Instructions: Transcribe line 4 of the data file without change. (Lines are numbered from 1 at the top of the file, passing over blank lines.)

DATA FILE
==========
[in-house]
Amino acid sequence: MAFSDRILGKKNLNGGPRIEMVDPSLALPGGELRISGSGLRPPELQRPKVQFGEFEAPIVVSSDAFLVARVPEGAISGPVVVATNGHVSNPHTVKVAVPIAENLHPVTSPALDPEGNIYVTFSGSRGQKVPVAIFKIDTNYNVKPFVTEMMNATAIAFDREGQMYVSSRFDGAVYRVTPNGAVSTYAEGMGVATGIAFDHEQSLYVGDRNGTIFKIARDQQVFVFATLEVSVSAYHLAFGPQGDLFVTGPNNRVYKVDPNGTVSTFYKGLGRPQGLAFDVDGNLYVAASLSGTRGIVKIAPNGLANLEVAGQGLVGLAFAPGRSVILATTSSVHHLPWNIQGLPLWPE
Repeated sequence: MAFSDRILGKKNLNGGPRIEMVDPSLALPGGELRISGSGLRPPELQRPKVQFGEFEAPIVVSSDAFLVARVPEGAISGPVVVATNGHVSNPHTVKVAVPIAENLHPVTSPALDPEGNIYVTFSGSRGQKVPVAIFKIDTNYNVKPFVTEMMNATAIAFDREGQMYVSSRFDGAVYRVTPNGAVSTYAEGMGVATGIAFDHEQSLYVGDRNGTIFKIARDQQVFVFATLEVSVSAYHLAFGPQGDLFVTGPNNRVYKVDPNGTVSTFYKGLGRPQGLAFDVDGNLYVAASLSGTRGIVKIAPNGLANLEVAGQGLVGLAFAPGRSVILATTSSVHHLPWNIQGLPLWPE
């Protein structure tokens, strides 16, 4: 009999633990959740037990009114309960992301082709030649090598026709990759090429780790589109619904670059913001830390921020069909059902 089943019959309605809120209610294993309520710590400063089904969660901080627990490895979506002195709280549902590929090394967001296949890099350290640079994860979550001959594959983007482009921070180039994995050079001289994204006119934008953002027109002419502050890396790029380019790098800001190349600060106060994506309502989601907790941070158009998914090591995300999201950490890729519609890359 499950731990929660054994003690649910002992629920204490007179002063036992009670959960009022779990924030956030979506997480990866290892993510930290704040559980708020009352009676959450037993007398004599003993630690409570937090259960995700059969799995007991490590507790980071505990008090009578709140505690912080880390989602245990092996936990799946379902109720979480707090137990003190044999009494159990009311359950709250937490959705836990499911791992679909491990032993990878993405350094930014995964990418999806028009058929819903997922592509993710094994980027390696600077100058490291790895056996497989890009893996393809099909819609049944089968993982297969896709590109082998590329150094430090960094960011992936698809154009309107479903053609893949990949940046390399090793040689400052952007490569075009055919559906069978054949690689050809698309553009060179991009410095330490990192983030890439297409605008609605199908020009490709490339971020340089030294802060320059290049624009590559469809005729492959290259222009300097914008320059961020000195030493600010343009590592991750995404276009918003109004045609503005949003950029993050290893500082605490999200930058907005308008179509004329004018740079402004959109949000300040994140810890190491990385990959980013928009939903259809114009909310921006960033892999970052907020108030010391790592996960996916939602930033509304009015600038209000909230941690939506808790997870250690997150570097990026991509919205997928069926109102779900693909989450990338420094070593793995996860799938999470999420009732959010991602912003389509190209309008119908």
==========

């Protein structure tokens, strides 16, 4: 009999633990959740037990009114309960992301082709030649090598026709990759090429780790589109619904670059913001830390921020069909059902 089943019959309605809120209610294993309520710590400063089904969660901080627990490895979506002195709280549902590929090394967001296949890099350290640079994860979550001959594959983007482009921070180039994995050079001289994204006119934008953002027109002419502050890396790029380019790098800001190349600060106060994506309502989601907790941070158009998914090591995300999201950490890729519609890359 499950731990929660054994003690649910002992629920204490007179002063036992009670959960009022779990924030956030979506997480990866290892993510930290704040559980708020009352009676959450037993007398004599003993630690409570937090259960995700059969799995007991490590507790980071505990008090009578709140505690912080880390989602245990092996936990799946379902109720979480707090137990003190044999009494159990009311359950709250937490959705836990499911791992679909491990032993990878993405350094930014995964990418999806028009058929819903997922592509993710094994980027390696600077100058490291790895056996497989890009893996393809099909819609049944089968993982297969896709590109082998590329150094430090960094960011992936698809154009309107479903053609893949990949940046390399090793040689400052952007490569075009055919559906069978054949690689050809698309553009060179991009410095330490990192983030890439297409605008609605199908020009490709490339971020340089030294802060320059290049624009590559469809005729492959290259222009300097914008320059961020000195030493600010343009590592991750995404276009918003109004045609503005949003950029993050290893500082605490999200930058907005308008179509004329004018740079402004959109949000300040994140810890190491990385990959980013928009939903259809114009909310921006960033892999970052907020108030010391790592996960996916939602930033509304009015600038209000909230941690939506808790997870250690997150570097990026991509919205997928069926109102779900693909989450990338420094070593793995996860799938999470999420009732959010991602912003389509190209309008119908």